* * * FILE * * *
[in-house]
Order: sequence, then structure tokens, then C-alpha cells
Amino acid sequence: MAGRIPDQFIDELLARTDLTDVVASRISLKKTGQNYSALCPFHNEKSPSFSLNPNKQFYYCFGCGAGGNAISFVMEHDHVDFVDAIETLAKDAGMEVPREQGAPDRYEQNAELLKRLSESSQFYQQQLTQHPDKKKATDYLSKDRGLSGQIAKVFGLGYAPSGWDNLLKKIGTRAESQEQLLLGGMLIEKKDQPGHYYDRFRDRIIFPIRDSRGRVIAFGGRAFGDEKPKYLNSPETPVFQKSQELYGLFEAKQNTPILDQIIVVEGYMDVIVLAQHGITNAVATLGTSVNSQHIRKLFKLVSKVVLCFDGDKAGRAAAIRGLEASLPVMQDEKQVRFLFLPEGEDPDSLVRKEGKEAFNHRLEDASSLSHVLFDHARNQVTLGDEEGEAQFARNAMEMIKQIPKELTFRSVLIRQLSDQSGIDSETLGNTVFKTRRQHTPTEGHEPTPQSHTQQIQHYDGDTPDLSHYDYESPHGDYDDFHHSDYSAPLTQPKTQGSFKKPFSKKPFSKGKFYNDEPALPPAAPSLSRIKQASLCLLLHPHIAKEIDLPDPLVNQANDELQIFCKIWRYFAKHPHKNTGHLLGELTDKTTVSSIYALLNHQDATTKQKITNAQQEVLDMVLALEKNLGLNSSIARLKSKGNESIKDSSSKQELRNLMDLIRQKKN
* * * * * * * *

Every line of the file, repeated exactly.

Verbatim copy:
[in-house]
Order: sequence, then structure tokens, then C-alpha cells
Amino acid sequence: MAGRIPDQFIDELLARTDLTDVVASRISLKKTGQNYSALCPFHNEKSPSFSLNPNKQFYYCFGCGAGGNAISFVMEHDHVDFVDAIETLAKDAGMEVPREQGAPDRYEQNAELLKRLSESSQFYQQQLTQHPDKKKATDYLSKDRGLSGQIAKVFGLGYAPSGWDNLLKKIGTRAESQEQLLLGGMLIEKKDQPGHYYDRFRDRIIFPIRDSRGRVIAFGGRAFGDEKPKYLNSPETPVFQKSQELYGLFEAKQNTPILDQIIVVEGYMDVIVLAQHGITNAVATLGTSVNSQHIRKLFKLVSKVVLCFDGDKAGRAAAIRGLEASLPVMQDEKQVRFLFLPEGEDPDSLVRKEGKEAFNHRLEDASSLSHVLFDHARNQVTLGDEEGEAQFARNAMEMIKQIPKELTFRSVLIRQLSDQSGIDSETLGNTVFKTRRQHTPTEGHEPTPQSHTQQIQHYDGDTPDLSHYDYESPHGDYDDFHHSDYSAPLTQPKTQGSFKKPFSKKPFSKGKFYNDEPALPPAAPSLSRIKQASLCLLLHPHIAKEIDLPDPLVNQANDELQIFCKIWRYFAKHPHKNTGHLLGELTDKTTVSSIYALLNHQDATTKQKITNAQQEVLDMVLALEKNLGLNSSIARLKSKGNESIKDSSSKQELRNLMDLIRQKKN